Conditions in New Orleans just went from bad to worse as the entire city is without power due to Hurricane Ida.

UPDATE: Daylight has unveiled a harrowing scene as photos and videos of the tower damage have some believing that power could be out for an estimated six weeks.

An interview from Joe Valiente (Emergency Management for Jefferson Parish) gives an idea of what they think recovery looks like based on an initial assessment of the damage that is still ongoing in the wake of Hurricane Ida.

ORIGINAL STORY: According to Entergy, a major transmission tower has collapsed into the Mississippi River, leaving Orleans Parish completely without power as Hurricane Ida continues to devastate south Louisiana.

Officials in Jefferson Parish confirmed to FOX 8 that a transmission tower that provides all power to the city of New Orleans, as well as the east bank of the parish ", has collapsed into the river near Bridge City."

According to the parishes Emergency Management Director, cables strung across the Mississippi River are now in the water, but darkness is hampering visibility.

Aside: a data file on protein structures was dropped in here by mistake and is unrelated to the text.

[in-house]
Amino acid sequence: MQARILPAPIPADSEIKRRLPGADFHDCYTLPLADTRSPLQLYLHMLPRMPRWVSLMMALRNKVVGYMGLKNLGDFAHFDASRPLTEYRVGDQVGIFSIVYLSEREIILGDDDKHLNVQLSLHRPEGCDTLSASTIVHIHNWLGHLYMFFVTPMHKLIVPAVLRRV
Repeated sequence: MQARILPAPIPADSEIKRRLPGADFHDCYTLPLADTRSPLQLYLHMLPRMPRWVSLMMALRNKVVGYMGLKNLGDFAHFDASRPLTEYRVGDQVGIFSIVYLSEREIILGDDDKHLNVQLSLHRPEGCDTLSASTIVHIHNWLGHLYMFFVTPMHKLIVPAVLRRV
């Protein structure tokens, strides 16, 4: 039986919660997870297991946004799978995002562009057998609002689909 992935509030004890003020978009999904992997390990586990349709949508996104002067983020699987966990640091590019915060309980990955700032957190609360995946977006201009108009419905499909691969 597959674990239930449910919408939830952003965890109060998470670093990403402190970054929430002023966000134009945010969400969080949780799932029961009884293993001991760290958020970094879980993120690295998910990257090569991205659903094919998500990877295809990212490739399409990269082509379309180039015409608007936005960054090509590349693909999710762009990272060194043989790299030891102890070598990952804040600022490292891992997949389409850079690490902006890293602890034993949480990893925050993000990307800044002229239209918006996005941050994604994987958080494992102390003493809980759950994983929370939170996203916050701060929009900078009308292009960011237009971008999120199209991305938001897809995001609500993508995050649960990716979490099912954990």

Weather conditions have made it impossible for authorities to safely assess damages, but Entergy has confirmed that "all eight major transmission lines are down.

Entergy did say they are providing backup power to the city of New Orleans' Sewerage and Water Board, but impacts described as "significant" are hampering the pumping stations.

Reactions poured in on social media with people shocked to hear the devastating news.

As far as a timetable goes when it comes to when New Orleans will see power restored—well, that may be hard to determine now as we are still feeling the effects of Ida as she continues to move through south Louisiana.

We will update you when we hear more confirmed information from authorities in the area.

LOOK: The most expensive weather and climate disasters in recent decades

Stacker ranked the most expensive climate disasters by the billions since 1980 by the total cost of all damages, adjusted for inflation, based on 2021 data from the National Oceanic and Atmospheric Administration (NOAA). The list starts with Hurricane Sally, which caused $7.3 billion in damages in 2020, and ends with a devastating 2005 hurricane that caused $170 billion in damage and killed at least 1,833 people. Keep reading to discover the 50 of the most expensive climate disasters in recent decades in the U.S.

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